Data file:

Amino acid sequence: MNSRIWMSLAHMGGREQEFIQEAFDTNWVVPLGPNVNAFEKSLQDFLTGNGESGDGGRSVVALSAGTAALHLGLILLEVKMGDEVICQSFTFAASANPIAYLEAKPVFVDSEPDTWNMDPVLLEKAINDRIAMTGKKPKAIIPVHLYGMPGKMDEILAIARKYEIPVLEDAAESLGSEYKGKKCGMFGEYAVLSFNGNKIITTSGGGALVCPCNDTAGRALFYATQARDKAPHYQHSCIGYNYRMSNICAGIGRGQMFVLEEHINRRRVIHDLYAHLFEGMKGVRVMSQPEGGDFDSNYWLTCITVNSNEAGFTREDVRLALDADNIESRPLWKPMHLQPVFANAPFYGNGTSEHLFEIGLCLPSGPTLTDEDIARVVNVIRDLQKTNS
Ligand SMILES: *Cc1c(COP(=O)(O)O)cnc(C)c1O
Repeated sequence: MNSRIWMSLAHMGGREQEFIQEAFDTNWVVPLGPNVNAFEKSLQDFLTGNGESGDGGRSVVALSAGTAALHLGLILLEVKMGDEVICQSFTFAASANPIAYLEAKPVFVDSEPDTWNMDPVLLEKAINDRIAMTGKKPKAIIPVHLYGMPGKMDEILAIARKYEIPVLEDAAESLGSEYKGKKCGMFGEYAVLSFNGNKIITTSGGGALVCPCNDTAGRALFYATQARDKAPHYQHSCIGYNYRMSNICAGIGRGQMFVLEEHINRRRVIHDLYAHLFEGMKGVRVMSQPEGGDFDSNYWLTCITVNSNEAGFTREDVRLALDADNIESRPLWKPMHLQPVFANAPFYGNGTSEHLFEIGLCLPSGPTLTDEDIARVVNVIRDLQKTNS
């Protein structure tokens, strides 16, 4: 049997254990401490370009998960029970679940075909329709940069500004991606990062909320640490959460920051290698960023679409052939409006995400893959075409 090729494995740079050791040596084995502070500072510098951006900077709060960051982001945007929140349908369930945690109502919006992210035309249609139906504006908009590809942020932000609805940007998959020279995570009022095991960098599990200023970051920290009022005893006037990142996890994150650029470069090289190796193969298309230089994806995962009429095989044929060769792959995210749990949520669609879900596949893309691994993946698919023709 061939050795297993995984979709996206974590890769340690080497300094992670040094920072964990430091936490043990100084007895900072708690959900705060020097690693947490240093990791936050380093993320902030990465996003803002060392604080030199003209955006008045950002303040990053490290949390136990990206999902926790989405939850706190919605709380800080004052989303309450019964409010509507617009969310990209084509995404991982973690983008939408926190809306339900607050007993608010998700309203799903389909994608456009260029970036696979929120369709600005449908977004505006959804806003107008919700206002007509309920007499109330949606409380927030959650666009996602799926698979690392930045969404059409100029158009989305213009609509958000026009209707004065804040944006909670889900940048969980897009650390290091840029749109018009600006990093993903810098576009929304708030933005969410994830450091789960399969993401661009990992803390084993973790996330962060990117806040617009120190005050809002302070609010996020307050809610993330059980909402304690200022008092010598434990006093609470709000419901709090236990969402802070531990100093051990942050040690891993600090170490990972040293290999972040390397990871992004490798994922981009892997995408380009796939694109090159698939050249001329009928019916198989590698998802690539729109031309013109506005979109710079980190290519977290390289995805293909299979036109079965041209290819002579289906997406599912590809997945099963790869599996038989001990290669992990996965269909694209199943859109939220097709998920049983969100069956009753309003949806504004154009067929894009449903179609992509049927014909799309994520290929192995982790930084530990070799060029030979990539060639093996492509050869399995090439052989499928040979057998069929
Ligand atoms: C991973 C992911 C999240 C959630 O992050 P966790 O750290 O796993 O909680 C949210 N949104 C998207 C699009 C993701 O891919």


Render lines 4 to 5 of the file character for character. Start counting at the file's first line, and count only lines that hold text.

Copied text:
């Protein structure tokens, strides 16, 4: 049997254990401490370009998960029970679940075909329709940069500004991606990062909320640490959460920051290698960023679409052939409006995400893959075409 090729494995740079050791040596084995502070500072510098951006900077709060960051982001945007929140349908369930945690109502919006992210035309249609139906504006908009590809942020932000609805940007998959020279995570009022095991960098599990200023970051920290009022005893006037990142996890994150650029470069090289190796193969298309230089994806995962009429095989044929060769792959995210749990949520669609879900596949893309691994993946698919023709 061939050795297993995984979709996206974590890769340690080497300094992670040094920072964990430091936490043990100084007895900072708690959900705060020097690693947490240093990791936050380093993320902030990465996003803002060392604080030199003209955006008045950002303040990053490290949390136990990206999902926790989405939850706190919605709380800080004052989303309450019964409010509507617009969310990209084509995404991982973690983008939408926190809306339900607050007993608010998700309203799903389909994608456009260029970036696979929120369709600005449908977004505006959804806003107008919700206002007509309920007499109330949606409380927030959650666009996602799926698979690392930045969404059409100029158009989305213009609509958000026009209707004065804040944006909670889900940048969980897009650390290091840029749109018009600006990093993903810098576009929304708030933005969410994830450091789960399969993401661009990992803390084993973790996330962060990117806040617009120190005050809002302070609010996020307050809610993330059980909402304690200022008092010598434990006093609470709000419901709090236990969402802070531990100093051990942050040690891993600090170490990972040293290999972040390397990871992004490798994922981009892997995408380009796939694109090159698939050249001329009928019916198989590698998802690539729109031309013109506005979109710079980190290519977290390289995805293909299979036109079965041209290819002579289906997406599912590809997945099963790869599996038989001990290669992990996965269909694209199943859109939220097709998920049983969100069956009753309003949806504004154009067929894009449903179609992509049927014909799309994520290929192995982790930084530990070799060029030979990539060639093996492509050869399995090439052989499928040979057998069929
Ligand atoms: C991973 C992911 C999240 C959630 O992050 P966790 O750290 O796993 O909680 C949210 N949104 C998207 C699009 C993701 O891919």